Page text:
Peter Singer on Derek Parfit’s On What Matters:
Last month, however, saw a major philosophical event: the publication of Derek Parfit’s long-awaited book On What Matters. Until now, Parfit, who is Emeritus Fellow of All Souls College, Oxford, had written only one book, Reasons and Persons, which appeared in 1984, to great acclaim. Parfit’s entirely secular arguments, and the comprehensive way in which he tackles alternative positions, have, for the first time in decades, put those who reject objectivism in ethics on the defensive.
On What Matters is a book of daunting length: two large volumes, totaling more than 1,400 pages, of densely argued text. But the core of the argument comes in the first 400 pages, which is not an insurmountable challenge for the intellectually curious – particularly given that Parfit, in the best tradition of English-language philosophy, always strives for lucidity, never using obscure words where simple ones will do. Each sentence is straightforward, the argument is clear, and Parfit often uses vivid examples to make his points. Thus, the book is an intellectual treat for anyone who wants to understand not so much “what matters” as whether anything really can matter, in an objective sense.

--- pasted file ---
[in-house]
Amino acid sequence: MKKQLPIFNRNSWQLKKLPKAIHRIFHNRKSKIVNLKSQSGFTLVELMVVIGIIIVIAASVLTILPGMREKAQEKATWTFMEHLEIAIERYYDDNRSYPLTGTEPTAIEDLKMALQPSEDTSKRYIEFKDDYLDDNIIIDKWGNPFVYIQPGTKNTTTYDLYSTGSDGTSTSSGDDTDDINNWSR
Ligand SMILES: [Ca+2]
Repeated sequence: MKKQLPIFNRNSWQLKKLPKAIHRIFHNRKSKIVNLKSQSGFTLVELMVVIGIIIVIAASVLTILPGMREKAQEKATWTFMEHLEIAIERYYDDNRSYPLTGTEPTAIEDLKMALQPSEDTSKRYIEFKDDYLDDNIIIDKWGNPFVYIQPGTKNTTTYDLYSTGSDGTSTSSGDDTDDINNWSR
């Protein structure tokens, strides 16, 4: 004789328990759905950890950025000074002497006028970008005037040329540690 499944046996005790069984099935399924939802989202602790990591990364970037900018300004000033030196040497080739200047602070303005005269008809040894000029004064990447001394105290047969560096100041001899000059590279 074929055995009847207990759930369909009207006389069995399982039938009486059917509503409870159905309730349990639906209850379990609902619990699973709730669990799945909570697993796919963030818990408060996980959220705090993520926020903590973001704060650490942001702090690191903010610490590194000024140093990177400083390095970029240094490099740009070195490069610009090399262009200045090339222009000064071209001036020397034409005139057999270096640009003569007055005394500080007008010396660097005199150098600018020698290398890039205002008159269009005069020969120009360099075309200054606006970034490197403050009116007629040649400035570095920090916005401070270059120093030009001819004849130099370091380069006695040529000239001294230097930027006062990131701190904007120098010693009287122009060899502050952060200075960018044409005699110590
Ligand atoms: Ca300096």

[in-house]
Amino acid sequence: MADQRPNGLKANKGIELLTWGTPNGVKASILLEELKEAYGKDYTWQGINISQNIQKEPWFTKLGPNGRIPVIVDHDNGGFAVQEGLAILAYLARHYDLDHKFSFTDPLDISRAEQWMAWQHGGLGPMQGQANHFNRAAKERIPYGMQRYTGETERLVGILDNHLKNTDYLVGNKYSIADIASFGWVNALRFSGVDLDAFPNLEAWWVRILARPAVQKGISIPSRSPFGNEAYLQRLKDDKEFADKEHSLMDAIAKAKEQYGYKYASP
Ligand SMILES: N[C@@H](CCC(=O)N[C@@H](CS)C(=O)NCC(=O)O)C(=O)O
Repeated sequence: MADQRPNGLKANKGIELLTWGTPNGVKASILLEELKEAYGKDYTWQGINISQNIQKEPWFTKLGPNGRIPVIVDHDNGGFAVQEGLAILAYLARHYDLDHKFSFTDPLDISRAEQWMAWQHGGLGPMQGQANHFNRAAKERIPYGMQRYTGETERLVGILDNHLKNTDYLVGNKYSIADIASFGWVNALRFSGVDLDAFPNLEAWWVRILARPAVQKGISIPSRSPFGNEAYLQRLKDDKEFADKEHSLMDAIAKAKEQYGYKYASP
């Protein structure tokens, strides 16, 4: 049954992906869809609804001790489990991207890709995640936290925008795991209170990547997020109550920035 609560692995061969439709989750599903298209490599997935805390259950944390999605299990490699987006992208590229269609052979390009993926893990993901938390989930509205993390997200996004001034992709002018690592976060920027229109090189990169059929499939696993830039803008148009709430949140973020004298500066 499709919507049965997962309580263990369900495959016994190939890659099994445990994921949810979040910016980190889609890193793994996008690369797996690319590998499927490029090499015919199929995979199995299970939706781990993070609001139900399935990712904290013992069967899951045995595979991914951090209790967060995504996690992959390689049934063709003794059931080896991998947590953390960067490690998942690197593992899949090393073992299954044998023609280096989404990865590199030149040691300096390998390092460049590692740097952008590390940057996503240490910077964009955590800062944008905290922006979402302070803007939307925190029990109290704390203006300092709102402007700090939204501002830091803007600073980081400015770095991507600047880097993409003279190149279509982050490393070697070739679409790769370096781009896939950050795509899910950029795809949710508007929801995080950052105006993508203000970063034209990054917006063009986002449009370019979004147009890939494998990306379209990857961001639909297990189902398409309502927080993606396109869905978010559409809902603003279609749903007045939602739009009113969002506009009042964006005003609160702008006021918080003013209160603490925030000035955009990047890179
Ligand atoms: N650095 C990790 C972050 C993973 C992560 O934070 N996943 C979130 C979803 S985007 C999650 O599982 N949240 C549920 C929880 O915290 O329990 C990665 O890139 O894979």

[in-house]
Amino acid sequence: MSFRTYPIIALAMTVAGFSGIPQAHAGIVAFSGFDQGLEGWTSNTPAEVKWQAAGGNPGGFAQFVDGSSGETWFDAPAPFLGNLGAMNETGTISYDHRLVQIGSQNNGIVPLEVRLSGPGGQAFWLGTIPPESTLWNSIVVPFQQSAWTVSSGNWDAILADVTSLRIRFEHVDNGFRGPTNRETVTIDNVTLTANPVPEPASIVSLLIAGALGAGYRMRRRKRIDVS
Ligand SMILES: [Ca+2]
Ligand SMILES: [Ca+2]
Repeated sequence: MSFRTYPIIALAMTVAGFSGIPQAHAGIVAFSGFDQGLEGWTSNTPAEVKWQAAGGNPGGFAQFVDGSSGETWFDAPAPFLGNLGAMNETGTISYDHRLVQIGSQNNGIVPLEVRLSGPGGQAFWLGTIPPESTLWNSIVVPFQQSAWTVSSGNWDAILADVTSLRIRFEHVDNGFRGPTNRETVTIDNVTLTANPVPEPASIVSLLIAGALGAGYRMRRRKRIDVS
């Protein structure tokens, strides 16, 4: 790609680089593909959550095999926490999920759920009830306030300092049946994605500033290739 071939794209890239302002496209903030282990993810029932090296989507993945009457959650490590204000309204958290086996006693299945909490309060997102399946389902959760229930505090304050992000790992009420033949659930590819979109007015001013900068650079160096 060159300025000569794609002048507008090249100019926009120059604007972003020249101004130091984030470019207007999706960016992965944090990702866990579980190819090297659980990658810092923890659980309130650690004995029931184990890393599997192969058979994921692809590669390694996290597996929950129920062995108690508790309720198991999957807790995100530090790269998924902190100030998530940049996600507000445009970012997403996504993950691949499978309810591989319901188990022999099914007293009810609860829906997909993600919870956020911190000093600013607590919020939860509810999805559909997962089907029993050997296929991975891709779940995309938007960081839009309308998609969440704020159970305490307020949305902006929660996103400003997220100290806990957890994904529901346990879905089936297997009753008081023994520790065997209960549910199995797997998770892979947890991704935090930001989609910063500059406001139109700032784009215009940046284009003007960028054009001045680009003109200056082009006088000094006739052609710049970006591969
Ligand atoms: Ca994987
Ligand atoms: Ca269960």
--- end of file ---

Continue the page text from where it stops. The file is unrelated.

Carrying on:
Many people assume that rationality is always instrumental: reason can tell us only how to get what we want, but our basic wants and desires are beyond the scope of reasoning. Not so, Parfit argues. Just as we can grasp the truth that 1 + 1 = 2, so we can see that I have a reason to avoid suffering agony at some future time, regardless of whether I now care about, or have desires about, whether I will suffer agony at that time. We can also have reasons (though not always conclusive reasons) to prevent others from suffering agony. Such self-evident normative truths provide the basis for Parfit’s defense of objectivity in ethics.